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1

My advice is that you specify the output location. Something like this: output = "C:\yourfolder\yourgdb.gdb\DEM_park" Because it is not clear to me where is your DEM going, check your environment settings. EDIT: Oh, I see it now. You created a tif. GDB's cannot store tif format rasters, so of course it is not there at the default gdb. Then your output ...


0

As a couple others have pointed out, you're missing a return value. You're also confusing the assignment operator = for an equality operator == (in the 2nd if). The if structure is also incorrect (if/if/else), and will calculate the wrong value for anything less than 60 (should be if/elif/else). If you still want to use CalculateField (the other answer with ...


3

It is much more intuitive, in my opinion, to work with Cursors (rather than trying to emulate the field calculator in a script) for this type of problem. This is how you would port the problem over to an Update Cursor: import arcpy # The input FC fc = "C:/W/Sik.gdb/yourFC" with arcpy.da.UpdateCursor(fc, ["aspect", "aspect_m60"]) as cursor: for row in ...


3

Your function is not returning anything. I've modified your code to return the value of aspect_m60. # Calculate Field import arcpy # Set environment settings arcpy.env.workspace = "c:/W/Sik" # Set local variables inTable = "Point" fieldName = "aspect_m60" expression = "getCalc(!aspect!)" codeblock = """def getCalc(aspect): if (aspect < 60): ...


2

You are trying to set the field within the code block, when actually you need the code block to return the value you're looking for. If you just just add return aspect_m60 after the else block, it should work fine. Think of the code block as a place to write functions whose results can be used in your field calculator expression.


2

Having looked at your code where is row[] being created, I guess we are not seeing the full picture? I've seen this "GPL0" error before. It's indicating that the first parameter is invalid. If you look at the syntax section of the help for this tool it states the input features are of Data Type FeatureLayer. As we are not seeing the full code we have no ...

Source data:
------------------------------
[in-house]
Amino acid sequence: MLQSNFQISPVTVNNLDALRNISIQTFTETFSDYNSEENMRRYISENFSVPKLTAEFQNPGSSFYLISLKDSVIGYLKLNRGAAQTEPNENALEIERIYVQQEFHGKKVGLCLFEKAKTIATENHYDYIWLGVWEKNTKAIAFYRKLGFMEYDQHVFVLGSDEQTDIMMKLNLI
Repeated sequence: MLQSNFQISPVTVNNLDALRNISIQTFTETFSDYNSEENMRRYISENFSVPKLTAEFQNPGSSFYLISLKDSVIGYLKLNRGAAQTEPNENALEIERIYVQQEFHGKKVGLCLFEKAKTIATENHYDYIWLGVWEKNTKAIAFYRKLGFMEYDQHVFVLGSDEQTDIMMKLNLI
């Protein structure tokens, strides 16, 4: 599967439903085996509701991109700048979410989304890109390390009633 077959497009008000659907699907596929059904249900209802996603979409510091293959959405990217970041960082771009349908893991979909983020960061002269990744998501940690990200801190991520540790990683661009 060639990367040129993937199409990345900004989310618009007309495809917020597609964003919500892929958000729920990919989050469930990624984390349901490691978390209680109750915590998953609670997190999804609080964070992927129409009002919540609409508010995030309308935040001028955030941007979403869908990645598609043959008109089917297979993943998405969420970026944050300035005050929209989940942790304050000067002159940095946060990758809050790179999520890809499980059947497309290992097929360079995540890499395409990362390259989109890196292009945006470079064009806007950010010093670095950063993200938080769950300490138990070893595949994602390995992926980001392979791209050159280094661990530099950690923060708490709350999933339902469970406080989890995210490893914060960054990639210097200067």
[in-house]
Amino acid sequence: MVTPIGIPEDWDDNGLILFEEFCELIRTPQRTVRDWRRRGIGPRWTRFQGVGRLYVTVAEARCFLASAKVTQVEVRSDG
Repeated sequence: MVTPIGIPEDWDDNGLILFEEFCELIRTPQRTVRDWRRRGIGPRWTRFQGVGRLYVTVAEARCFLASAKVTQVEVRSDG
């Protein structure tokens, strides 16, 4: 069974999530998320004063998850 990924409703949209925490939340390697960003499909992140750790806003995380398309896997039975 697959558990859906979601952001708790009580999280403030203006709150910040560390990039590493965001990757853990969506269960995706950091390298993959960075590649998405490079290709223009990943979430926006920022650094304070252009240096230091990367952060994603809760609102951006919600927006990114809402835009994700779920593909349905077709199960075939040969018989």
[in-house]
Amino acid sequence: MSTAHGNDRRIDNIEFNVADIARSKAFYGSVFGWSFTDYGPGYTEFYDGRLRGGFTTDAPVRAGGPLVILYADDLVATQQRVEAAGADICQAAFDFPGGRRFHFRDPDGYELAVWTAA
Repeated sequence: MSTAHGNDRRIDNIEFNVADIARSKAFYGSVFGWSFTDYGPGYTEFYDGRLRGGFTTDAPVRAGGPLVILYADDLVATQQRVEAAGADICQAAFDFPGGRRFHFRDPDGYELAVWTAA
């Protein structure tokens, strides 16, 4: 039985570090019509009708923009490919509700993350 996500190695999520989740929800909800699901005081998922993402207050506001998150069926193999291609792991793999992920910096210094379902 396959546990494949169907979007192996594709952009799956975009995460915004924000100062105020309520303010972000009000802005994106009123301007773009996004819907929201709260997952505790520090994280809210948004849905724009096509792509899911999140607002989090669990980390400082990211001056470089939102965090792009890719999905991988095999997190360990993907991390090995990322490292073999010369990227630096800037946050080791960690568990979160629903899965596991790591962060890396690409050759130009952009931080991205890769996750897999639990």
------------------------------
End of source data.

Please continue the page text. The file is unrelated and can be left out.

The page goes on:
2

Assuming that you always want to match like files from Original and Processed folders (i.e. Paris(O).shp always matched with Paris(P).shp or New York City(O).shp always matched with New York City(P).shp), You need to add a conditional after your second for loop to filter out everything you are grabbing from the processed folder. for f in glob.glob(root_dir ...


1

Why not just use the Delete Field tool within the Fields toolbox? ArcToolbox --> Data Management Tools --> Fields --> Delete Field Choose your input table/feature class, and select the fields you want to remove. If you want to script it out to delete certain fields every time, it'd be pretty easy. arcpy.DeleteField_management(in_table, ...


1

I've tested the following script on GNU/Linux, QGIS v.2.8.1, Processing v.2.6 and Processing v.2.9.1. import sys,os,glob from qgis.core import * from PyQt4.QtGui import * app = QApplication([]) QgsApplication.setPrefixPath("/usr", True) # Adjust it to your path QgsApplication.initQgis() path_dir = "/docs/borrar/test/" path_res = path_dir + "results/" ...


2

For the first question: You need to create a QgsVectorLayer object from your Shapefile path. Only then you can access the getFeatures() function. That is: for fname in glob.glob(path_dir + "*.shp"): for feature in QgsVectorLayer(fname,"any name","ogr").getFeatures(): My recommended way of doing it You don't actually need to access getFeatures() nor ...


3

This works for me. Are you trying to drag it from the Project Pane (either Folder or toolbox node) into Modelbuilder? Either make a connection to the folder the TBX lives in, or from the Toolbox node, right click and add toolbox pointing to your existing tool. If you're trying to drag from ArcMap to Pro, this wont work.


3

Try this: import os, glob, shutil root_dir = "C:\Users\xxxx\Desktop\Test\\" country_dir = "Country_" grid_path = "C:\Users\xxxx\Desktop\Test\Grid\Grid.shp" # Get all files that constitute the Grid Shapefile gridShpFiles = glob.glob(grid_path[:-3]+"*") for path,dirname,files in os.walk(root_dir): if country_dir in path: for f in gridShpFiles: ...


1

os.walk returns a tuple of three values: for path, dirs, files in os.walk() Also consider http://stackoverflow.com/questions/2186525/use-a-glob-to-find-files-recursively-in-python


1

Following the idea from Cannot rename output file using standalone script for QGIS, I would do something like this: for file in files: if file.endswith('.shp'): pieces = list(os.path.splitext(file)) pieces[0]=pieces[0][:-3]+"(B)" newFile = "".join(pieces) outputs_2=general.runalg("qgis:clip", outputs_1['SAVENAME'], ...


2

I am not an ArcGIS user, but the following links may contain information and tips on how to add layers to your TOC: Add layer in ArcGIS Use python to add layers to TOC How to add several layers to the table of contents in ArcMap using Python in one shot?


2

Try changing this line: outputs_2=general.runalg("qgis:clip", outputs_1['SAVENAME'], file, os.path.sep.join(path.split(os.path.sep)[:-1]) + os.path.sep + processed_dir + os.path.sep + file) to: outputs_2=general.runalg("qgis:clip", outputs_1['SAVENAME'], file, os.path.join(os.path.dirname(path), processed_dir, file))


3

Yes, you can run multiprocessing child processes from a toolbox script. Below is some code to demonstrate in a Python Toolbox (*.pyt). There are a number of "gotchas". Some (but not all) will be applicable to Python script tools in a binary toolbox (*.tbx), but I only use Python Toolboxes these days so have not tested. Some "gotchas"/tips: Make sure ...



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